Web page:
An action is a causal process starting with the intention of the actor, mediated by the bodily motion, leading to an effect (change or invariance) in the environment [Dretske88]. The "observable portion" of an action is the portion of the above process starting from the bodily motion and ending at the effect in the environment [Kuniyoshi93]. If the effect is a purely physical phenomenon the action is called physical. If the above process involves the mental process of another agent, the action is called communication. As long as the above structure holds, the constituent movements and environmental changes can take various forms; they can be continuous and parallel, repetitive or one-shot, the effect can be over self body, etc.
The distinction between actions and motions are important. Actions must involve the subject of motion, the target of action, and the causality which connects them. Motions involve the subject of motion and its movement only.
The deep reason in adopting the above definition, in contrast with a more conventional, computer-vision oriented one focussing on only the motion features, is the following:
By 'action' we assign certain meanings to the observed phenomena. This meaning is the only source of discriminating different actions. Since actions are qualitative by nature, as discussed in the answer to the next question, there are no objective motion-parametric discrimination rules. In the definition above, the 'meaning' is captured by 'causality'. Actually the above discussion is not complete because there is nowhere to anchor the meaning. This will only be possible when the problem is placed in an inter-agent situation, e.g. Agent P assigns Meaning M to the action A of Agent Q, where M itself will be explained as a product of interactions between the agents (see later discussions in this paper).
So far we have described work that infers so called "force-dynamic'' descriptions from observations of image sequences. In order to describe action, however, we need a way to relate natural categories of events such as "lift'', "drop'', "throw'', etc. to the underlying force-dynamic representation.
To address this problem we could describe such events as sequences of qualitative dynamic states involving the participant objects. For example, as described in (Siskind, 1992), we may describe an event such as "A drops B'' as a concatenation of two adjacent time intervals: an interval where the object B is at rest and stably supported by object A, followed by an interval where object B is falling.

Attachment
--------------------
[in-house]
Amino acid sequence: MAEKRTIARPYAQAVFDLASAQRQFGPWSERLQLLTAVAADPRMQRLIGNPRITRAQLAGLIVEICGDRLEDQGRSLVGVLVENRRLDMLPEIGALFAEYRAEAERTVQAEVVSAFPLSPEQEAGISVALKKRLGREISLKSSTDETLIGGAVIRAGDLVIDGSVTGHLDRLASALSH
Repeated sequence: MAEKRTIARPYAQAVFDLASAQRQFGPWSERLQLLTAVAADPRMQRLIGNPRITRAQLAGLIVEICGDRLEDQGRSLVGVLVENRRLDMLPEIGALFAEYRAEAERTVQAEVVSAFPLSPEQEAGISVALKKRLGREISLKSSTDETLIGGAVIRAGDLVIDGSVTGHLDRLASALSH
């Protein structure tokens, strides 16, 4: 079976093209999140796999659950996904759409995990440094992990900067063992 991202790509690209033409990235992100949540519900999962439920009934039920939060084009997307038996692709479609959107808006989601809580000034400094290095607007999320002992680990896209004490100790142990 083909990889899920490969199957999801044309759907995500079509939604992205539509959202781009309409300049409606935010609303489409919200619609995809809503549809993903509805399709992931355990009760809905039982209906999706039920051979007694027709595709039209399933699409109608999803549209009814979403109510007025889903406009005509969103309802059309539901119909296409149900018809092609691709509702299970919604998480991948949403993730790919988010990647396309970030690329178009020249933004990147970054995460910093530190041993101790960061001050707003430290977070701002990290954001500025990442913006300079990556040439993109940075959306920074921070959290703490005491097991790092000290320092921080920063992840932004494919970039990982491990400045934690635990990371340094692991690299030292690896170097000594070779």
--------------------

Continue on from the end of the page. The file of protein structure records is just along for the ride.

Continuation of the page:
A more subtle question, however, concerns how to define action itself.
In particular, what differentiates "passive'' or "natural'' events
such as a rolling or bouncing ball, from "willful'' actions such as
a person hitting, dropping or throwing an object? We believe that in order
to address these issues a more elaborate ontology will be required, perhaps
including a representation of objects as agents with internal state,
goals, and intentions.
The granularity of "action" within a system is entirely dependent
on the most suitable representation for the task, which means it is task-and
domain-specific, and as open-ended as the entire representation problem
in AI. The problem of choosing the right level of action representation
has been endemic in robot control as well as in learning; both fields tend
to use low-granularity representations for tighter control but slower processing
and less robust performance. My work is based on the behavior-based paradigm,
and uses behaviors as the basic unit of action. Rather than relying on an
ad hoc notion of behaviors, we define them to be control systems that achieve
and maintain a particular goal. For example, "wall following"
is a behavior, as is "avoidance." It is important to distinguish
externally observable behaviors from internally controllable ones. The goal
of our work is to design a small set of what we call "basis behavior"
which are internally controllable by the agent, and use those to generate
the desired, much larger, set of externally observable behaviors. Behaviors
in our system can be temporally combined (executed in parallel) or sequenced
(mutually exclusive). It is also important to note that behaviors are dually
constrained: from the top down by the goals of the system (e.g., to be as
high granularity as possible as long as the tasks are achievable) and from
the bottom up by the sensors, effectors, and most strongly the dynamics
(e.g., to be as low granularity as possible to make the system sensitive
and reactive). Consequently, our physical systems never have behaviors of
the type "turn left by 90 degrees" since those make little sense
in systems with dynamical actuators. Furthermore, our behaviors, in particular
the basis behaviors, are geared toward spatial interactions and social interactions
of multi-agent and multi-robot systems, so we have behaviors such as "avoidance",
"following", "aggregation", "dispersion",
and "homing", and higher-level resulting behaviors such as "flocking",
"hoarding", "foraging", "herding", and more
complex social structures such as dominance hierarchies, territorial division,
competition, and cooperation. The key point here is that the action representation
is high-enough level to hide the details of control; a "following behavior"
is a control system that encapsulates the details and can be effectively
used as a building block of higher-level behaviors. Similarly, we have used
this notion to implement effective real-time learning on multiple physical